Women In Science
A sustainable future for women in science
On International Women's Day we talk to Dr Anne-Marie Tosolini who returned to University of Melbourne after a career break to study 56 million-year-old fossils
Women in science still jumping higher hurdles
Women are playing an increasing role in science but despite progress, female students still ask dispiriting questions, says University of Melbourne expert
The importance of teaching boys about brilliant women
If we don't normalise brilliant women to girls and boys, it becomes a real problem for these women when boys become men, says a University of Melbourne expert.
My eyesight is weak, but my vision is strong
University of Melbourne PhD student Nisha Mehta was born with albinism; but with support she has overcome challenges to pursue an academic career in chemistry.
Call for a new age in science
As we mark International Women's Day, a University of Melbourne expert says peer-review processes overwhelmingly benefiting men are scientifically flawed.
Challenging the climate of bias
On International Day of Girls and Women in Science, a University of Melbourne expert who went on the largest all-woman expedition to Antarctica is optimistic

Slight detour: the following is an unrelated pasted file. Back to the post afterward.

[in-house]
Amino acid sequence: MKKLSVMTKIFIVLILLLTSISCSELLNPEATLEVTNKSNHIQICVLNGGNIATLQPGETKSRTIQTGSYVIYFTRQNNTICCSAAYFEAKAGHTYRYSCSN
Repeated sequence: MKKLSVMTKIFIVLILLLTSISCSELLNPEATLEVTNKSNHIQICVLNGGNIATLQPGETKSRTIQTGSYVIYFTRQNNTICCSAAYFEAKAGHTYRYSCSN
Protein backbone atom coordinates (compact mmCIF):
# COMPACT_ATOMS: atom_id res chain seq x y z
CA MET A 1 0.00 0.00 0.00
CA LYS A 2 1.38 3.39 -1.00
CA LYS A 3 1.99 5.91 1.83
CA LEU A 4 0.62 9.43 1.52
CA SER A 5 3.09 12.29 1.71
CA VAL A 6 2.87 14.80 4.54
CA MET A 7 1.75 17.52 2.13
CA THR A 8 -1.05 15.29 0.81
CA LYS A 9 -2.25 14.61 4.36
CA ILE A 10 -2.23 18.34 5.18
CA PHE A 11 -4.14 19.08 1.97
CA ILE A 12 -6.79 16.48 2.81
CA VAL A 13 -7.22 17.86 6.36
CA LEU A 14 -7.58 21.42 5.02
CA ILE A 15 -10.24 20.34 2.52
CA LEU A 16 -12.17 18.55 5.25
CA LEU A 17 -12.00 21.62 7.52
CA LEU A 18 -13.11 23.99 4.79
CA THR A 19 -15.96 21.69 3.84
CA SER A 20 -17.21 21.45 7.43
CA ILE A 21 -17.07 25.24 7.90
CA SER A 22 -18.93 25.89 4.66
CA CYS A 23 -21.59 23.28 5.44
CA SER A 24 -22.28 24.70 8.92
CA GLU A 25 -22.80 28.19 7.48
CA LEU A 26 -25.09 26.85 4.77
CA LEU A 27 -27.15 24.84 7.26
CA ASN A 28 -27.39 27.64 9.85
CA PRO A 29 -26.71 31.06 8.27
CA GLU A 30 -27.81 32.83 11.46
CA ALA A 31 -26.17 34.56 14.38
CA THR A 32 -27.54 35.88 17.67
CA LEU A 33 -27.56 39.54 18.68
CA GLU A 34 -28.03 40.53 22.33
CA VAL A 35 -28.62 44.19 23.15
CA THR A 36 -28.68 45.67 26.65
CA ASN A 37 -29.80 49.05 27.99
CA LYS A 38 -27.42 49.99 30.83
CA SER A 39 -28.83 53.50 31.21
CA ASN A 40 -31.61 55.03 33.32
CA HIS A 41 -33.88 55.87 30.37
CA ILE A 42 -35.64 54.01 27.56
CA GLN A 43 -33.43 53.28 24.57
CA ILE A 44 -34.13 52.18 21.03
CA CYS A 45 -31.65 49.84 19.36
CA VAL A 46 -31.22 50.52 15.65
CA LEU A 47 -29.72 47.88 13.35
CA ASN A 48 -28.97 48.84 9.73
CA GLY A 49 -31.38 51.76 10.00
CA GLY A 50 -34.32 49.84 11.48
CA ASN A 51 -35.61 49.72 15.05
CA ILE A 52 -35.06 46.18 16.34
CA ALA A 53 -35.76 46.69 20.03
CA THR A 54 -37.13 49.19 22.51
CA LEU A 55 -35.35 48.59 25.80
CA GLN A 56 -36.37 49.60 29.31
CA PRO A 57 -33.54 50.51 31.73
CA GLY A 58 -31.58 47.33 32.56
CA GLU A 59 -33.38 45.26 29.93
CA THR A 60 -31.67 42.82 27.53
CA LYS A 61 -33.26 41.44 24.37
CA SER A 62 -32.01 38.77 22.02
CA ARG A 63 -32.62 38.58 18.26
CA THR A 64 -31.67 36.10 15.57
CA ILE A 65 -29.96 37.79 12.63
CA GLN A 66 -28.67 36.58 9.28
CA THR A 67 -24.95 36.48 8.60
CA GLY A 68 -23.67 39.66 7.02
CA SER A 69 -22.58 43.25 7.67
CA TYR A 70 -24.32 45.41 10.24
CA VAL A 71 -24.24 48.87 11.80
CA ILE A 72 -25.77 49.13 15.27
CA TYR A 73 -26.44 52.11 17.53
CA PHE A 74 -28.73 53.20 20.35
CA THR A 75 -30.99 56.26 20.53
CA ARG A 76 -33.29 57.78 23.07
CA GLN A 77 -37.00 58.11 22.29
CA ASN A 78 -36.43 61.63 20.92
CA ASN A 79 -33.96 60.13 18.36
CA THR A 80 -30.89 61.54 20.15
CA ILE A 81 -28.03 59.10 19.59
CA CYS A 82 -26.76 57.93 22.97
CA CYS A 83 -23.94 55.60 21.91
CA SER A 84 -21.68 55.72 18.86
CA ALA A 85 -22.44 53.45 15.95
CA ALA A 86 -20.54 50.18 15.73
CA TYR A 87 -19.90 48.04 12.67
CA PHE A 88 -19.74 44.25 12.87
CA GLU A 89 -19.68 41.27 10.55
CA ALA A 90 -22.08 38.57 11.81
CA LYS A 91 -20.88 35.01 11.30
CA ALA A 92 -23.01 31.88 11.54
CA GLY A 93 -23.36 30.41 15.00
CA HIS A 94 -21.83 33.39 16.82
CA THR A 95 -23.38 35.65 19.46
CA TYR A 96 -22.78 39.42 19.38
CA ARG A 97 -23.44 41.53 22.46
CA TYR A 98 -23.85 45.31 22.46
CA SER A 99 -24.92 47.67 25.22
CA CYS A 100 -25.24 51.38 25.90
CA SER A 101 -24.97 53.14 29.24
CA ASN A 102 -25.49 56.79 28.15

The changing face of science
A University of Melbourne expert says International Day of Women and Girls in Science reminds us that our perception of how science is taught must change.
Decoding cancer cell communication
Professor Elizabeth Vincan at the University of Melbourne identified the genes in an ancient form of cell-to-cell communication, and a new target against cancer
Getting to know your microbiome better
Microbiome research produces huge amounts of data, but do we have the right information to answer our bug-related questions ask University of Melbourne experts.
Curbing cancer’s addiction to treat it
Most cancers need a specific molecule to grow and spread; cutting off the supply is showing promise as a way to treat it, finds University of Melbourne research